In late August 2014 big headlines talked about an Argentinian kid arrested in Russia because of drugs. As with these type of headlines the information presented was a collection of exaggerations and little details.
In the following weeks the “caught trafficking illegal drugs” was replaced by “half a joint was found” and the revelation that he was a white upper-middle class kid with a clean background. Few years ago when he was 19, Kevin decided to quite school to go backpacking through Europe. While working at a hostel in St. Petersburg he meet a Finnish girl, few months later got married and settle in Finland.
Turns out that on a sunny summer Thursday, Kevin drove a friend to the airport in St. Petersburg and on his way back was stopped by the custom police at the border. In what he describes as “complete irrational behavior”, the police searched the car with flashlights, dogs and even took one of the seats off the hinges. Half a dead joint, smoked and discarded long time ago was the price found by this officers.
This set off a six month ordeal where he was first interrogated for 30 hours straight and had to sign some documents in Russian, even though he couldn’t read them. The judge who took the case ordered preventive detention and he spent a full week in solitary confinement. It was here when he found out he could be facing from three to seven years in jail.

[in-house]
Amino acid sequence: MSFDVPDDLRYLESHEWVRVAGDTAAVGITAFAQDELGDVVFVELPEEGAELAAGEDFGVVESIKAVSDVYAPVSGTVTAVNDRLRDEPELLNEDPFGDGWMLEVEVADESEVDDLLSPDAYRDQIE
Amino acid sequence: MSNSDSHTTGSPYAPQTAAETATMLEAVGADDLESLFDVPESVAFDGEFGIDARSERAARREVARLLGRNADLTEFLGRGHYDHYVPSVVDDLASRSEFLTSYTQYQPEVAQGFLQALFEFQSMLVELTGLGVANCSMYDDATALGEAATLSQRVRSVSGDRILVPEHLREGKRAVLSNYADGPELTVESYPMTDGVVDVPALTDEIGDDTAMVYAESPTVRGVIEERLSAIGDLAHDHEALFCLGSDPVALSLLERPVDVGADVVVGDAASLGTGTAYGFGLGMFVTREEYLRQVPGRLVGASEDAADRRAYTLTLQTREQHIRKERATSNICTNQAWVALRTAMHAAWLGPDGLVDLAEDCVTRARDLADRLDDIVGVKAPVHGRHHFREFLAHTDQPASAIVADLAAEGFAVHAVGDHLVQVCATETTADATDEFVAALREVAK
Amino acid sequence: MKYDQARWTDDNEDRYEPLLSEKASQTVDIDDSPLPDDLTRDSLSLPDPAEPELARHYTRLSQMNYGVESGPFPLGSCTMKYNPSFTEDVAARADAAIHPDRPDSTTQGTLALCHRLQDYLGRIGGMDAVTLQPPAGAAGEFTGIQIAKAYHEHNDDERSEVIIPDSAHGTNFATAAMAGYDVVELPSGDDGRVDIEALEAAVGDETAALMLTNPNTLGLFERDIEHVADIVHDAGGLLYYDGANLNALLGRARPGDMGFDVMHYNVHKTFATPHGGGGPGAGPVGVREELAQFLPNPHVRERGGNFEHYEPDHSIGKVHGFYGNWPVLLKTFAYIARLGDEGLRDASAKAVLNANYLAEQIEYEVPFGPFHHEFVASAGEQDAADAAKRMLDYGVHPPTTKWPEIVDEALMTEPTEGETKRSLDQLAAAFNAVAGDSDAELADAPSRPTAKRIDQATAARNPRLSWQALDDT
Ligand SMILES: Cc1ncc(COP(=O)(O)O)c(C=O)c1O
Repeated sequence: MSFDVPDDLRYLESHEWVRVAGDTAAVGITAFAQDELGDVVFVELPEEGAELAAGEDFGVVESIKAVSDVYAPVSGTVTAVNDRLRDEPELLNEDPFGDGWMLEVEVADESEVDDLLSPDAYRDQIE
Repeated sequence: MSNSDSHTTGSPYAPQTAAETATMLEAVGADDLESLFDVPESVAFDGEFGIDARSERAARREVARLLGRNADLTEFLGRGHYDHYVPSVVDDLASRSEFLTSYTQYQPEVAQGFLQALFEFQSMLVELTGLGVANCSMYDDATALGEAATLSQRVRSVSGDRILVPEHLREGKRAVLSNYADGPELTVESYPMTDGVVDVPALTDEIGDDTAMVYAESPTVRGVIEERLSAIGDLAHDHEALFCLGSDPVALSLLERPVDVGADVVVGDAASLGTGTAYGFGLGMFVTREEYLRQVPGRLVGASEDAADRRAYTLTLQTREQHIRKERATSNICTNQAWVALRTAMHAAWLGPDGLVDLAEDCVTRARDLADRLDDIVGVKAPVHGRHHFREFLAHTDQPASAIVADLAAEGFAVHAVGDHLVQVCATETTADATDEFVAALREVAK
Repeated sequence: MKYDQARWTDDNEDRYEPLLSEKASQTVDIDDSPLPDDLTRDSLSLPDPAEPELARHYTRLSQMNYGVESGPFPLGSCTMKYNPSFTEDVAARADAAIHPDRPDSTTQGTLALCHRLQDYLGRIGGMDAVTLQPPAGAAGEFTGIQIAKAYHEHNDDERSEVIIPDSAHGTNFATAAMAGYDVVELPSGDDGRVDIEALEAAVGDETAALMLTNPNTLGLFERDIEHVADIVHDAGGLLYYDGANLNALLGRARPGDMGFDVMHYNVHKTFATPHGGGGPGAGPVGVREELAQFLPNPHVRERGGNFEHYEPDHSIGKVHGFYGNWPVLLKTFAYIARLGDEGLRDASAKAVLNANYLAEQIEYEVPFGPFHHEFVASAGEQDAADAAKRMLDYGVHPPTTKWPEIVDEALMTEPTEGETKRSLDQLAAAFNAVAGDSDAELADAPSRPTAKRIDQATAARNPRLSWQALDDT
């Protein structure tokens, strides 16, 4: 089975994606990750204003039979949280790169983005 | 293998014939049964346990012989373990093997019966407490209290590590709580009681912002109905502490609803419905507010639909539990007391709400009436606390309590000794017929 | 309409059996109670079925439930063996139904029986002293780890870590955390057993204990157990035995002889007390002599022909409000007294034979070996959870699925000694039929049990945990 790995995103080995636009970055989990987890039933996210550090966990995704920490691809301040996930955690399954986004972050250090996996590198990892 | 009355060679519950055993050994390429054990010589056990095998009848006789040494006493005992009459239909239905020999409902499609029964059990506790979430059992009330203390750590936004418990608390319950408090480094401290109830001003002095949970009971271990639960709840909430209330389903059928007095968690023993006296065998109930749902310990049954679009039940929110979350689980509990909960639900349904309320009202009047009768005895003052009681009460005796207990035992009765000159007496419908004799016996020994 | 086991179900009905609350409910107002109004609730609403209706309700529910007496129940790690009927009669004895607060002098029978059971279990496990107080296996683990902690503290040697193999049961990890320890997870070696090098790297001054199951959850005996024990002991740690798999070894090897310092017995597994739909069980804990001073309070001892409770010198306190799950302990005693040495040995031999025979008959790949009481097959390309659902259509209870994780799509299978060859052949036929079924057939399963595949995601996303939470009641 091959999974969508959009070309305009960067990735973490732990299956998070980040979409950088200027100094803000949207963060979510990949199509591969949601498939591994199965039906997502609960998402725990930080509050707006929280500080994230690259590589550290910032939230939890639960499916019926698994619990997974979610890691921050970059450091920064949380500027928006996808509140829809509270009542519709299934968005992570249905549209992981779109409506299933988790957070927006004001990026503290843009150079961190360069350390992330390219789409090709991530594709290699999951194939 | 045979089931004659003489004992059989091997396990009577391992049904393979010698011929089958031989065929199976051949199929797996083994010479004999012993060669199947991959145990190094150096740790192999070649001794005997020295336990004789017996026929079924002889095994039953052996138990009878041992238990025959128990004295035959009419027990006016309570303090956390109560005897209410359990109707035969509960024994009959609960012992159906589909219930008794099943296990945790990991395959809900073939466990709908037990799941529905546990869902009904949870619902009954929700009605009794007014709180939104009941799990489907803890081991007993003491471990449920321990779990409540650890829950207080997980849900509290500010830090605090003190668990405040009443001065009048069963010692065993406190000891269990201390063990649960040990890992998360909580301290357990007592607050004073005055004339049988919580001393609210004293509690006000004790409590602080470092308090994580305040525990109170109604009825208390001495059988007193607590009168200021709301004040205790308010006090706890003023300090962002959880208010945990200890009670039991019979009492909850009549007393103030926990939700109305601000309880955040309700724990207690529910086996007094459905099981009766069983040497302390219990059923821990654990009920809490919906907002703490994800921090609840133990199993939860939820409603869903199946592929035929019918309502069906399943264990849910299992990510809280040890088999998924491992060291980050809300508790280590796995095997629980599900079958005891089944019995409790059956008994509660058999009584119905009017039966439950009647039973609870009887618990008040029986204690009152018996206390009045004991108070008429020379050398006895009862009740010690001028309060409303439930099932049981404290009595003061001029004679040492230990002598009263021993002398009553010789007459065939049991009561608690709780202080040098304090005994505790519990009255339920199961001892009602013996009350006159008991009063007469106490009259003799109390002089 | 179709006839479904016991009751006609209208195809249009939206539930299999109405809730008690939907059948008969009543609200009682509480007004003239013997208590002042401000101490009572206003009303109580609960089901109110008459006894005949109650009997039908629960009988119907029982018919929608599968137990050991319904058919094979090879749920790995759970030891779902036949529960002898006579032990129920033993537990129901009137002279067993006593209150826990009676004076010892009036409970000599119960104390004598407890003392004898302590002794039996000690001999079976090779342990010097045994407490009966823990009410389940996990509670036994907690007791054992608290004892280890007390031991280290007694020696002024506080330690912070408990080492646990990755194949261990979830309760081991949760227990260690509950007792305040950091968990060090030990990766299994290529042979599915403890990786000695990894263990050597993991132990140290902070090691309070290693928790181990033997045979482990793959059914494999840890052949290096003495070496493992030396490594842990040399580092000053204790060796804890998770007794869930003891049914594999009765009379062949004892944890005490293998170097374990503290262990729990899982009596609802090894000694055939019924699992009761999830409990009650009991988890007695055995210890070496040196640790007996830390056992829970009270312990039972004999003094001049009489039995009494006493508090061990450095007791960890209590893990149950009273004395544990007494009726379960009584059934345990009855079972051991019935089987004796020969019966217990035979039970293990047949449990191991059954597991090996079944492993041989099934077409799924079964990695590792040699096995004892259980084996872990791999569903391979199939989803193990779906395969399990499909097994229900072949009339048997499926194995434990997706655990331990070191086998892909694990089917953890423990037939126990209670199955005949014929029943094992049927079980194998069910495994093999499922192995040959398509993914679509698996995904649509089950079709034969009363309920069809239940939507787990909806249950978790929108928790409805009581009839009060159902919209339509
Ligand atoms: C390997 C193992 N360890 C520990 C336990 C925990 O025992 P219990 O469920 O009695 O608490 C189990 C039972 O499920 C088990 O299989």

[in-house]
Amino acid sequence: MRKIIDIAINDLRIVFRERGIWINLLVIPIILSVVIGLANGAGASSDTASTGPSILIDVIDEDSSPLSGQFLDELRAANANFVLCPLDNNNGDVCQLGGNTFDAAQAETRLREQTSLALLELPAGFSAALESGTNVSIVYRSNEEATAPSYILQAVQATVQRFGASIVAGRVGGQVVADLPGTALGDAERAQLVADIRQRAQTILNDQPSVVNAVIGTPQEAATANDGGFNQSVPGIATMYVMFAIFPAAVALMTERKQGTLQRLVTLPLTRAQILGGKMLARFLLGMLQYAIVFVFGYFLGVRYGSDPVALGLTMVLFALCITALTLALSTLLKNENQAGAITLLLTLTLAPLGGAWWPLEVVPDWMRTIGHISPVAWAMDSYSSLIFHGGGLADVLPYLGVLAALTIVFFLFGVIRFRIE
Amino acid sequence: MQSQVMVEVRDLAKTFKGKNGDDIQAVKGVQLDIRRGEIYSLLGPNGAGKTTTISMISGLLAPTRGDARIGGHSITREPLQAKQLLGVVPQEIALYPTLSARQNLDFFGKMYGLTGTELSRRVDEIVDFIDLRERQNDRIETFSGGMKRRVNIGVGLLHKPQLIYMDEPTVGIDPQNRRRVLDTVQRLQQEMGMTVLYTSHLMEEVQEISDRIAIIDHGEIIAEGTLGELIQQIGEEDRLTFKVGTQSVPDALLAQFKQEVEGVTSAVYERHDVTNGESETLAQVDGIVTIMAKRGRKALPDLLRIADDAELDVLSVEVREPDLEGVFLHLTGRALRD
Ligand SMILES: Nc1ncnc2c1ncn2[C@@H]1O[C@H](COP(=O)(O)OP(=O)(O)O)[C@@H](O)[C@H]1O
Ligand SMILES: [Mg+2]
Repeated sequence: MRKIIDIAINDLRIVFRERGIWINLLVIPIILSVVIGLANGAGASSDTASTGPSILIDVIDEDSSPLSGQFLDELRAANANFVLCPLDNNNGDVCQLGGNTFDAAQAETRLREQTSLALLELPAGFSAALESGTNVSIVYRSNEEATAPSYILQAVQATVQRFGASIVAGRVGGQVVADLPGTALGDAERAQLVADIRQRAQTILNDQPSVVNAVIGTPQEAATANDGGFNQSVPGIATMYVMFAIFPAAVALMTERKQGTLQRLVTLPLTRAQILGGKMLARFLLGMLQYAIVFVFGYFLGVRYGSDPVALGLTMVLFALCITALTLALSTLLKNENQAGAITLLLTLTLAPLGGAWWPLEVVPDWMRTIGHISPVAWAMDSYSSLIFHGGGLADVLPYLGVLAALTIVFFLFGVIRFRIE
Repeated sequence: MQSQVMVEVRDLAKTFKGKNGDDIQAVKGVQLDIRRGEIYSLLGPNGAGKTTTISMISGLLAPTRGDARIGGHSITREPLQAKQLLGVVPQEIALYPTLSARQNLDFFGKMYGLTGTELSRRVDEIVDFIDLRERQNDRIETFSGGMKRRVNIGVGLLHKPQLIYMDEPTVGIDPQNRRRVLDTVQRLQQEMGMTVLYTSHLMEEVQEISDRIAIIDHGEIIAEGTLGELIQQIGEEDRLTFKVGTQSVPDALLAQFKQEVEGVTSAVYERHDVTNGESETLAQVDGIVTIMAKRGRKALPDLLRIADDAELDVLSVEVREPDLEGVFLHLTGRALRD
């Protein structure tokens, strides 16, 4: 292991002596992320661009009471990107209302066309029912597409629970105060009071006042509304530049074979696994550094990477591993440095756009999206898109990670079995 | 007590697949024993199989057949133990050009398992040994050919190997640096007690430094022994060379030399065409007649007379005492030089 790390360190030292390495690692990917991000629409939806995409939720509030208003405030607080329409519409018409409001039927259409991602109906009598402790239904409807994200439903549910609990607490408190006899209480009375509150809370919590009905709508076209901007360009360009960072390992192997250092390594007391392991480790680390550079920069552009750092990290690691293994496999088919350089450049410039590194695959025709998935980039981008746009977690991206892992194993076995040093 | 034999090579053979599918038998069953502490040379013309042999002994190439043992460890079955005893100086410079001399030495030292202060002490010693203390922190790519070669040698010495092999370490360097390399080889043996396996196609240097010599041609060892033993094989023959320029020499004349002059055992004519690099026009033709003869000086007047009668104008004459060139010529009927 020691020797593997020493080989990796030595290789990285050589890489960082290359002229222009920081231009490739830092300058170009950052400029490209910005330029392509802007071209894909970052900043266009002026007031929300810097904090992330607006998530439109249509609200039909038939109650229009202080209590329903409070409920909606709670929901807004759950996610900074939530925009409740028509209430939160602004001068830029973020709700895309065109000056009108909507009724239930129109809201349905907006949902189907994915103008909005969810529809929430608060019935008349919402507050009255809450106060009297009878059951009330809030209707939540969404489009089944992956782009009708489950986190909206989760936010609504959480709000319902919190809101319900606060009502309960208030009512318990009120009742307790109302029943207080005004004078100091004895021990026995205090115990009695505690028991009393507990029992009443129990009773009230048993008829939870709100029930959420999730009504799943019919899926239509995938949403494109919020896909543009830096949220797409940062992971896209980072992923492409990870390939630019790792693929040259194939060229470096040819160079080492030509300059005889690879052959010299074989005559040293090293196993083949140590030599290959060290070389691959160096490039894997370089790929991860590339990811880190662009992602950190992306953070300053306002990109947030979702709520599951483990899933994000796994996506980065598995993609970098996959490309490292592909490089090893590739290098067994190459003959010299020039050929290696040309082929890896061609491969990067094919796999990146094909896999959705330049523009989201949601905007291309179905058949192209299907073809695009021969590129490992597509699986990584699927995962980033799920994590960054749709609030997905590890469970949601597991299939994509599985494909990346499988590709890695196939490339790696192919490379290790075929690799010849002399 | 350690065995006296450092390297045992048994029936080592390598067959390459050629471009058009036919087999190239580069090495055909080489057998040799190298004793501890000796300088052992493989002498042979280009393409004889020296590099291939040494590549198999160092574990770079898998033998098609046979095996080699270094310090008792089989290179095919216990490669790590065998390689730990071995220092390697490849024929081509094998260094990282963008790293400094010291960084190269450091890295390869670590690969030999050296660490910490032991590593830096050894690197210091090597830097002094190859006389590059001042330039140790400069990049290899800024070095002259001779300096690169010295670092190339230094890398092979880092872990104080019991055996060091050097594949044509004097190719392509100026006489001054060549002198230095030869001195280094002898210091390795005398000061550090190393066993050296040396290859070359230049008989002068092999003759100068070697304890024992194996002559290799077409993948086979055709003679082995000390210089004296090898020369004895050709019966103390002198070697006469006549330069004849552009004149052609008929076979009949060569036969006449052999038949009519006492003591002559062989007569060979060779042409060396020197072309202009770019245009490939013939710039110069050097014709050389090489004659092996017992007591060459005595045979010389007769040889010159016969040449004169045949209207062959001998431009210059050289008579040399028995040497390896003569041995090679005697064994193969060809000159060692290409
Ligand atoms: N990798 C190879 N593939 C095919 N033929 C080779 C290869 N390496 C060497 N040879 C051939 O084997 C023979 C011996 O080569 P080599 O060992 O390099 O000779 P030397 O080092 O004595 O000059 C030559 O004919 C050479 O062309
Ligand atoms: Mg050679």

He was then transferred to Kresty Jail in St. Petersburg, a hell hole built during the times of the Tzars and never remodeled. Visits were only twice a month for 30 to 40 minutes. Month and half later he finally had his day in court and because of procedurals failures, the case had to be started all over again. Here he was allowed to be moved to a hotel where he end up spending the remaining months.
From Argentina his parents hired a private attorney to represent him and keep track of the case. Behind the scenes the Argentinian government through its Ministry of International Relations started pulling the levers of power to dismiss the case and free him up. Odd considering that Argentina’s law on “illegal drugs” operate along the same lines and there is one person arrested per hour according to THC Magazine.
In early 2015 the case was dismissed due to the political pressure from the Argentinian government. On his way back to Finland, Kevin’s car was stopped again at the border, searched and the officers even tried to confiscate the car because of his “criminal record”.
At the end everybody was happy when Kevin was freed and arrived home safely. Including those who were arrested in Argentina at a rate of one per hour during the same six months Kevin was detained but unlike him, are still in jail.
Source: Revista THC